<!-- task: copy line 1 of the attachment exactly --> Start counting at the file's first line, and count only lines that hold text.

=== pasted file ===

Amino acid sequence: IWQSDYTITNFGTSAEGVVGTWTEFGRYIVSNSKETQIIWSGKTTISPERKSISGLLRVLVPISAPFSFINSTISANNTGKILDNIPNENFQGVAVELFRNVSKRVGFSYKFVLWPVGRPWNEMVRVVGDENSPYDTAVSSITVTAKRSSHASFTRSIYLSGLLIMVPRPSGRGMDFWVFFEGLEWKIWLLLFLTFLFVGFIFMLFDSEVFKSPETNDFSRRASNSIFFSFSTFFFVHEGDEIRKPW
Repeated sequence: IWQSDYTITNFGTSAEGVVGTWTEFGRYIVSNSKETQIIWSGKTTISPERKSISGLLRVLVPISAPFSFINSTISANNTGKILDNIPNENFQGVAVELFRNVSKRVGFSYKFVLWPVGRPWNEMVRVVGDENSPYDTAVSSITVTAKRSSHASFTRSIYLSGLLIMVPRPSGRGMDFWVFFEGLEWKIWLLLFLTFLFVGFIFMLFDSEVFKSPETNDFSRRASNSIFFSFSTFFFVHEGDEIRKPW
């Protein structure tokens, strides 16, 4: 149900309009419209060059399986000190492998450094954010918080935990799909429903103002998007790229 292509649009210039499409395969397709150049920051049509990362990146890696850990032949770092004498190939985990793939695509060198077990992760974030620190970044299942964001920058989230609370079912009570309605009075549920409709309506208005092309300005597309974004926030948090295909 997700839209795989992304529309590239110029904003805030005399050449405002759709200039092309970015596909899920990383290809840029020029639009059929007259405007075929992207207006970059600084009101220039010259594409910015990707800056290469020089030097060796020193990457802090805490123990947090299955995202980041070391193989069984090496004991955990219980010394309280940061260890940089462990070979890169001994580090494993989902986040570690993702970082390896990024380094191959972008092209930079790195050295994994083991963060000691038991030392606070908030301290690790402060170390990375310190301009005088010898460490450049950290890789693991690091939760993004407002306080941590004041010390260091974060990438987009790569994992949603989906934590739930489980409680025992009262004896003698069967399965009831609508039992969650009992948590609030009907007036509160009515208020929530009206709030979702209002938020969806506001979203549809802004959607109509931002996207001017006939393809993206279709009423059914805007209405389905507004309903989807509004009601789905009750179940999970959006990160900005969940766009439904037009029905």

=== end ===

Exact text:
Amino acid sequence: IWQSDYTITNFGTSAEGVVGTWTEFGRYIVSNSKETQIIWSGKTTISPERKSISGLLRVLVPISAPFSFINSTISANNTGKILDNIPNENFQGVAVELFRNVSKRVGFSYKFVLWPVGRPWNEMVRVVGDENSPYDTAVSSITVTAKRSSHASFTRSIYLSGLLIMVPRPSGRGMDFWVFFEGLEWKIWLLLFLTFLFVGFIFMLFDSEVFKSPETNDFSRRASNSIFFSFSTFFFVHEGDEIRKPW